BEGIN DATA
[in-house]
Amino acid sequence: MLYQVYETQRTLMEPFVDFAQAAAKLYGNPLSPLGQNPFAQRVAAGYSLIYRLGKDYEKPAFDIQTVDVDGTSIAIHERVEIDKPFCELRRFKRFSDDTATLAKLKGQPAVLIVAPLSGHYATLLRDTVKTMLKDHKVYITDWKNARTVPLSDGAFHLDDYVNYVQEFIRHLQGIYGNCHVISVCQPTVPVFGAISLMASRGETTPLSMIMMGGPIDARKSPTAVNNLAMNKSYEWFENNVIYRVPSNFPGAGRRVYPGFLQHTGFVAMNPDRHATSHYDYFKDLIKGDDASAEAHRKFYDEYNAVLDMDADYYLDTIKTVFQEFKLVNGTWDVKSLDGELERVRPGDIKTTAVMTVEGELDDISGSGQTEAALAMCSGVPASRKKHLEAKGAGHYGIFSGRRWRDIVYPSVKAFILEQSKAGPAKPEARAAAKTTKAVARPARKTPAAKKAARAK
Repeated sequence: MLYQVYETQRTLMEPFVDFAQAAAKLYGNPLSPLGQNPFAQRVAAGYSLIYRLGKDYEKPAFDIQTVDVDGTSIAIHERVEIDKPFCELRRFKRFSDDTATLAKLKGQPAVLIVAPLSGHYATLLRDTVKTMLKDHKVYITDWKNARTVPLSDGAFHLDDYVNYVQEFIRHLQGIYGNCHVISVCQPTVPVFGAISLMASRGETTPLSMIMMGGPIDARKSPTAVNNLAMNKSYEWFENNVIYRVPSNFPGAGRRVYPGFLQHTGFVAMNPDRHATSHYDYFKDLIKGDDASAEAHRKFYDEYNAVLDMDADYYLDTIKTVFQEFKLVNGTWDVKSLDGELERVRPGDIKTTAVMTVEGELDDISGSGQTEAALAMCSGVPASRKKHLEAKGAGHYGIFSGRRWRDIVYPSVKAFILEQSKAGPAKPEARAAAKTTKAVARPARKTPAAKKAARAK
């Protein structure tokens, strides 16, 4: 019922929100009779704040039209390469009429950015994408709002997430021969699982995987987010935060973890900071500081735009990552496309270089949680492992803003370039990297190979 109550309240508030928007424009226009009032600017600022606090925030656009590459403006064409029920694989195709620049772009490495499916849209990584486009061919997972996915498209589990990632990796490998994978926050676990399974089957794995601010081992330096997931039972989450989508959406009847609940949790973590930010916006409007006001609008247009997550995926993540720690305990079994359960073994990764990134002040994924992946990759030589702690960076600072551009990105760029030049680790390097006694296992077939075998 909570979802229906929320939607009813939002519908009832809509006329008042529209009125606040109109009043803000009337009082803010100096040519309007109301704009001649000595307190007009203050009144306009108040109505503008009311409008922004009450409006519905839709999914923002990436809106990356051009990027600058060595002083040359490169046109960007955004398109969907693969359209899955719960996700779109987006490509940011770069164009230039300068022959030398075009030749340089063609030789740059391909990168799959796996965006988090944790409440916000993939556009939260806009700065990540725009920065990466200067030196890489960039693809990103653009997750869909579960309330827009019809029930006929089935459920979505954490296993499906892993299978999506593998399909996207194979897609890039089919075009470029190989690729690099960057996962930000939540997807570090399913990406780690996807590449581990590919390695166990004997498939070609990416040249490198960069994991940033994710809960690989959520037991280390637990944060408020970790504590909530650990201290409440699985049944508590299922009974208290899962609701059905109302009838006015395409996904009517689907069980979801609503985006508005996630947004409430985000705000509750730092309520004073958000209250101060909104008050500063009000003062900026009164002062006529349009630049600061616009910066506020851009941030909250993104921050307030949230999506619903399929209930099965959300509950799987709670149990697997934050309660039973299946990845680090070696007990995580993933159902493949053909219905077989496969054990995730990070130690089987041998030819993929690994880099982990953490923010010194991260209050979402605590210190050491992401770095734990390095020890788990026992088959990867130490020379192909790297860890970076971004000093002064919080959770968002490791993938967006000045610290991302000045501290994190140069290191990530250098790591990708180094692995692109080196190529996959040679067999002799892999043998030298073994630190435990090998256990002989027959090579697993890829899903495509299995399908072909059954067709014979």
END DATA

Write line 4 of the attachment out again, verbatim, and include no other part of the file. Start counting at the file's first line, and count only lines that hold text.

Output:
């Protein structure tokens, strides 16, 4: 019922929100009779704040039209390469009429950015994408709002997430021969699982995987987010935060973890900071500081735009990552496309270089949680492992803003370039990297190979 109550309240508030928007424009226009009032600017600022606090925030656009590459403006064409029920694989195709620049772009490495499916849209990584486009061919997972996915498209589990990632990796490998994978926050676990399974089957794995601010081992330096997931039972989450989508959406009847609940949790973590930010916006409007006001609008247009997550995926993540720690305990079994359960073994990764990134002040994924992946990759030589702690960076600072551009990105760029030049680790390097006694296992077939075998 909570979802229906929320939607009813939002519908009832809509006329008042529209009125606040109109009043803000009337009082803010100096040519309007109301704009001649000595307190007009203050009144306009108040109505503008009311409008922004009450409006519905839709999914923002990436809106990356051009990027600058060595002083040359490169046109960007955004398109969907693969359209899955719960996700779109987006490509940011770069164009230039300068022959030398075009030749340089063609030789740059391909990168799959796996965006988090944790409440916000993939556009939260806009700065990540725009920065990466200067030196890489960039693809990103653009997750869909579960309330827009019809029930006929089935459920979505954490296993499906892993299978999506593998399909996207194979897609890039089919075009470029190989690729690099960057996962930000939540997807570090399913990406780690996807590449581990590919390695166990004997498939070609990416040249490198960069994991940033994710809960690989959520037991280390637990944060408020970790504590909530650990201290409440699985049944508590299922009974208290899962609701059905109302009838006015395409996904009517689907069980979801609503985006508005996630947004409430985000705000509750730092309520004073958000209250101060909104008050500063009000003062900026009164002062006529349009630049600061616009910066506020851009941030909250993104921050307030949230999506619903399929209930099965959300509950799987709670149990697997934050309660039973299946990845680090070696007990995580993933159902493949053909219905077989496969054990995730990070130690089987041998030819993929690994880099982990953490923010010194991260209050979402605590210190050491992401770095734990390095020890788990026992088959990867130490020379192909790297860890970076971004000093002064919080959770968002490791993938967006000045610290991302000045501290994190140069290191990530250098790591990708180094692995692109080196190529996959040679067999002799892999043998030298073994630190435990090998256990002989027959090579697993890829899903495509299995399908072909059954067709014979």